For example, to achieve high levels of functional safety, one method is to compare two or more channels as a diagnostic so that if a difference is detected, the system enters a “fail-safe” state and stops delivering its prescribed service.
The Artesyn MaxCore™ platform offers a versatile and dense architecture to achieve maximum compute and media processing density. Through its use of Artesyn technology microserver cards, Artesyn media processing PCI Express cards and third party PCI Express cards, it offers maximum flexibility, maximum density per rack unit (RU), and unmatched innovation in design for both datacenter and carrier grade applications.
This white paper will spell out the benefits of the MaxCore platform and explain how it is explicitly designed to meet the challenges of the emerging NFV/SDN era. The paper will examine how the MaxCore chassis is superior to others in its power, versatility, flexibility and efficiency.
Broadcast network operators and communications service providers have to make digital video broadcasting meet a number of contradicting requirements in order to maintain its growth trajectory and monetize the associated traffic. The main contradiction lies in the simple fact that the underlying technology is based on a point-to-point technology trying to mimic one-to-many broadcast technology.
However, broadcasting via IP networks can offer significant advantages as well as the ability to provide additional services around the actual broadcast, allowing access to extended, new customer groups and new audiences.
This white paper outlines the technical challenges facing video over IP business models and the associated issue of intellectual property protection, discusses possible solutions, and offers a route to success in this dynamic and fast-changing market.
The increasing density and high-quality processing demands from video applications is pushing broadcast and communications networks to the limit. Adding more equipment to handle these video streams is not economically viable. What's more, operators, service providers and content providers see the benefits of using standard servers in the cloud, and want to move away from special appliances or dedicated hardware. But standard servers currently are not optimized for video transcoding in the cloud.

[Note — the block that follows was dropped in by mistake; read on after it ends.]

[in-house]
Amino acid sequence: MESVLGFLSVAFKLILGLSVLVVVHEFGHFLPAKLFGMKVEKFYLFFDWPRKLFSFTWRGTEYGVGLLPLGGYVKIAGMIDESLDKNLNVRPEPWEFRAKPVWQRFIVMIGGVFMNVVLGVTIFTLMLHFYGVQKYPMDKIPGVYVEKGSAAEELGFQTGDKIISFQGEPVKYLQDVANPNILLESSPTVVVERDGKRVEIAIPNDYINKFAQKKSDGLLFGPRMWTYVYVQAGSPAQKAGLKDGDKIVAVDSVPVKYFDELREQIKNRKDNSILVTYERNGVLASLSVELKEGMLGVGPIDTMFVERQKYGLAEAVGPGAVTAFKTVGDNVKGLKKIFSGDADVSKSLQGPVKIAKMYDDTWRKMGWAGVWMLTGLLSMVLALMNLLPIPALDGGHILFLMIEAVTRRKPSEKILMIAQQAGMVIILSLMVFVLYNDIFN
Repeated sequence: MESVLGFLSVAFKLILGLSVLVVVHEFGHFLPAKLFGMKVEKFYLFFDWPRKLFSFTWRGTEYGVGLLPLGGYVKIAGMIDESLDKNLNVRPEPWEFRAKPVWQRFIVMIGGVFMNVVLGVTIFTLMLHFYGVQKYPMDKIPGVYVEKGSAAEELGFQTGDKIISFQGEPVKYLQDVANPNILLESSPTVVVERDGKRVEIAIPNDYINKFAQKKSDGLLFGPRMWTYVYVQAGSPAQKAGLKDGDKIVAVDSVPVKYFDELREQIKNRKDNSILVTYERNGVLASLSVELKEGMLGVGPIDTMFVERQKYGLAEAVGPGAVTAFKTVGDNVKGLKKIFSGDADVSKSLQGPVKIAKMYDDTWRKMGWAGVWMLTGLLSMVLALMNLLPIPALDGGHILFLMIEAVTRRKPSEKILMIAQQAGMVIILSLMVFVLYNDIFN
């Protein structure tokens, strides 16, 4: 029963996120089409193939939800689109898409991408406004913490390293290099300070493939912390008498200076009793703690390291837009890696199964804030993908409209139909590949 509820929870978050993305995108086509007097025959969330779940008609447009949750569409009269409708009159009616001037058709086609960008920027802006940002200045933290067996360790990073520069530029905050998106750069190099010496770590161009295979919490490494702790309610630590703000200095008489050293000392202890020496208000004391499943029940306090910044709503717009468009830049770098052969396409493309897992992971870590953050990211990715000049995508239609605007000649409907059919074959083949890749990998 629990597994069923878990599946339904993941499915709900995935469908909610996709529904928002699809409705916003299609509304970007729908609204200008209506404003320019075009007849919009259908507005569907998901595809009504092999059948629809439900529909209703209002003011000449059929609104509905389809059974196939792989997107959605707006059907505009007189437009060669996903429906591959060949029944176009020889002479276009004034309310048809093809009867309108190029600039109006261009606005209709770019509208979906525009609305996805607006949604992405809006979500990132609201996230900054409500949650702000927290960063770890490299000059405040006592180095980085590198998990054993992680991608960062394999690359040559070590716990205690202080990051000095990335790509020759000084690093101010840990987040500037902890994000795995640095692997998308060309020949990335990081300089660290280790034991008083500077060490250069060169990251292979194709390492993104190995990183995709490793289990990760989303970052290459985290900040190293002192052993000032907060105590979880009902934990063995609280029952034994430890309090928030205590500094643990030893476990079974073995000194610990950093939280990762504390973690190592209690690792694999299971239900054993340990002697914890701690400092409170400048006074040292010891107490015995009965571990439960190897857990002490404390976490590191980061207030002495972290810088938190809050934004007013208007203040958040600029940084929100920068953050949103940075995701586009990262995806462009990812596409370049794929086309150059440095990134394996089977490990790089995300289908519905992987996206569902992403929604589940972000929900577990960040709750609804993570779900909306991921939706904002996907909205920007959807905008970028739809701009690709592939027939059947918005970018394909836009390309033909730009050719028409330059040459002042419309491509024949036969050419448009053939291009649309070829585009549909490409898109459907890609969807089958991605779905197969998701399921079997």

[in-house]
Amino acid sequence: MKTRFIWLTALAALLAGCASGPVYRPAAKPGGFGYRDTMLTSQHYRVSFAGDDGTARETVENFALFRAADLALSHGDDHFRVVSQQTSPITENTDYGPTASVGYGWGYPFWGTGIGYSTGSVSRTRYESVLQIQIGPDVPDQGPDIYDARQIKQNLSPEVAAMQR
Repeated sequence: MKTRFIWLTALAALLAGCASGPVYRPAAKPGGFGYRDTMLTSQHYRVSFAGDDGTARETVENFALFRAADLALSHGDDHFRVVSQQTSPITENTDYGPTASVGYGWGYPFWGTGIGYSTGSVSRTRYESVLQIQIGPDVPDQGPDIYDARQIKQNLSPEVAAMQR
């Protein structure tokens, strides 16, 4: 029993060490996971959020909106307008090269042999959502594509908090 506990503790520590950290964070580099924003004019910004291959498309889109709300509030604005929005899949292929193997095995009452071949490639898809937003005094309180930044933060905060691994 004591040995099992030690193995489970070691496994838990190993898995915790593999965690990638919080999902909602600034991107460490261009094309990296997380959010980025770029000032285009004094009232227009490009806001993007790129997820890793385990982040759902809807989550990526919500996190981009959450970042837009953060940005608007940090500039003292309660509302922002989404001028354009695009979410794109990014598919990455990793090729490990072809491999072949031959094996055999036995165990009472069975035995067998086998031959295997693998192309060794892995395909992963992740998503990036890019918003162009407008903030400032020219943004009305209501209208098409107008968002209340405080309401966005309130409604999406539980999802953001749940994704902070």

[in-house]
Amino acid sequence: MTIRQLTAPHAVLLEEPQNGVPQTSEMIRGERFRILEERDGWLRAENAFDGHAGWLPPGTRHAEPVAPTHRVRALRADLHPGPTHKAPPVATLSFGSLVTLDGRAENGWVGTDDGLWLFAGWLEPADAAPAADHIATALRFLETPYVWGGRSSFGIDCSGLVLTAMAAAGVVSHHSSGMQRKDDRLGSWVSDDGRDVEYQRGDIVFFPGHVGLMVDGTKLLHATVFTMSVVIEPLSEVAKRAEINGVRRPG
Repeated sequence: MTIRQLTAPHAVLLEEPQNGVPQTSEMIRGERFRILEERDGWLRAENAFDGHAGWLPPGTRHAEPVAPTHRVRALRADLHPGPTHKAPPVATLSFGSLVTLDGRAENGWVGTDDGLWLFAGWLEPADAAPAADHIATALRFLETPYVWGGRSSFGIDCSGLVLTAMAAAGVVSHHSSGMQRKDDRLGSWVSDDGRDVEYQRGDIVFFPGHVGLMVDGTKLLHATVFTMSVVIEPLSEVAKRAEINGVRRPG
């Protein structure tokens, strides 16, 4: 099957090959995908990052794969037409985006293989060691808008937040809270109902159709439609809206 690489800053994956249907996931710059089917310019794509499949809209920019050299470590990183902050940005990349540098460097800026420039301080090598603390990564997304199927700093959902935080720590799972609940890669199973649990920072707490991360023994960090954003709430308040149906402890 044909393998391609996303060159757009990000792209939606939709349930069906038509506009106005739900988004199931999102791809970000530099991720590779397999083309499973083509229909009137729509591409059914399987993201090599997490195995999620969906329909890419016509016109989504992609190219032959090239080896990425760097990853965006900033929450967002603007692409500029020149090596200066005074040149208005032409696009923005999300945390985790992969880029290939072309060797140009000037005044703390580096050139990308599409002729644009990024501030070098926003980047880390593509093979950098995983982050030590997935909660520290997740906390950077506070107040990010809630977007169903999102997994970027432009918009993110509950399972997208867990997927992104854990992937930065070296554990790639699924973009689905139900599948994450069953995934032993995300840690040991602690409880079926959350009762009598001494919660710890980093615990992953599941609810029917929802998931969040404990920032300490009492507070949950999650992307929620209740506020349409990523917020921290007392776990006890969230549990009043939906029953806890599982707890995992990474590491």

Cost-Effective Deployment of High-Quality Video Processing for Broadcast Using Off-the-Shelf Technology
This white paper outlines the trends driving the need for high-quality video transcoding and encoding and offers an alternative to conventional host media processing (HMP). Using a PCI Express video accelerator and embedded broadcast video processing firmware, this approach offers dramatically improved performance, taking up less space, consuming less power and costing less. Furthermore, it shows how you can achieve that level of flexibility in a server-based environment. Specific application examples demonstrate the performance and cost virtues of this approach.
Traditional methods of digital signal processing in military and aerospace applications have used specialized FPGAs, multiprocessor VME or OpenVPX solutions. Advances in microprocessor technology and accompanying software could mean that AdvancedTCA® (ATCA®) has the potential to replace some of those elements in complex signal processing applications.
Deep packet inspection (DPI) is a technique with many different use cases, delivering information about packet flows and content as well as allowing network operators and service providers to ensure quality of service at an application level.
High density voice and video processing is increasingly in demand for applications such as session border controllers, media gateways/servers or media resource functions, video or content optimization, video communications servers, and interactive voice and video response systems.
Achieving Critical Advantage Through Optimized Media Processing Applications Based on ATCA® Technology
Our thirst for rich multimedia experiences without boundaries on an endless variety of devices continues to grow unquenched. Therefore, the ability to manipulate media streams in carrier networks has become a source of critical advantage to network operators and service providers.